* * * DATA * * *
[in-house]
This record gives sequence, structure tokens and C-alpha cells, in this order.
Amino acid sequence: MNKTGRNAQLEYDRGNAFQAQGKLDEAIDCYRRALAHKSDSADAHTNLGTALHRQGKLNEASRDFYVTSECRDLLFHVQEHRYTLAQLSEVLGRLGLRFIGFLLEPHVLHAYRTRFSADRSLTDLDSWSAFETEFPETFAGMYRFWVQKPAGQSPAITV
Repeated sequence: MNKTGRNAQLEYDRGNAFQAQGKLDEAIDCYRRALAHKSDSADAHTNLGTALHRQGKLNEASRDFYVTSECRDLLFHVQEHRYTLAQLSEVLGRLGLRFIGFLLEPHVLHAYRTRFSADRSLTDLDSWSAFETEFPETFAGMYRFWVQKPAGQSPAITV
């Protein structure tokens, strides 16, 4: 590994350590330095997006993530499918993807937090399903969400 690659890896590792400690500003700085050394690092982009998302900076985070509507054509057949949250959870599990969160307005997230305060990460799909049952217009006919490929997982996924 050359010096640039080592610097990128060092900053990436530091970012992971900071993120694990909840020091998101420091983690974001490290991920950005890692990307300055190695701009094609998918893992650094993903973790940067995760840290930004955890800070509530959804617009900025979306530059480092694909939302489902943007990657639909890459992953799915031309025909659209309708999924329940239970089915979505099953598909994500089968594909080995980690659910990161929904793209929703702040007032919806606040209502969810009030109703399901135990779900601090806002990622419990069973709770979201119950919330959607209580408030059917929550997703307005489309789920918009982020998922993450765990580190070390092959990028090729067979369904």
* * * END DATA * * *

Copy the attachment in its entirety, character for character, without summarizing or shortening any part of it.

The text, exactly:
[in-house]
This record gives sequence, structure tokens and C-alpha cells, in this order.
Amino acid sequence: MNKTGRNAQLEYDRGNAFQAQGKLDEAIDCYRRALAHKSDSADAHTNLGTALHRQGKLNEASRDFYVTSECRDLLFHVQEHRYTLAQLSEVLGRLGLRFIGFLLEPHVLHAYRTRFSADRSLTDLDSWSAFETEFPETFAGMYRFWVQKPAGQSPAITV
Repeated sequence: MNKTGRNAQLEYDRGNAFQAQGKLDEAIDCYRRALAHKSDSADAHTNLGTALHRQGKLNEASRDFYVTSECRDLLFHVQEHRYTLAQLSEVLGRLGLRFIGFLLEPHVLHAYRTRFSADRSLTDLDSWSAFETEFPETFAGMYRFWVQKPAGQSPAITV
């Protein structure tokens, strides 16, 4: 590994350590330095997006993530499918993807937090399903969400 690659890896590792400690500003700085050394690092982009998302900076985070509507054509057949949250959870599990969160307005997230305060990460799909049952217009006919490929997982996924 050359010096640039080592610097990128060092900053990436530091970012992971900071993120694990909840020091998101420091983690974001490290991920950005890692990307300055190695701009094609998918893992650094993903973790940067995760840290930004955890800070509530959804617009900025979306530059480092694909939302489902943007990657639909890459992953799915031309025909659209309708999924329940239970089915979505099953598909994500089968594909080995980690659910990161929904793209929703702040007032919806606040209502969810009030109703399901135990779900601090806002990622419990069973709770979201119950919330959607209580408030059917929550997703307005489309789920918009982020998922993450765990580190070390092959990028090729067979369904």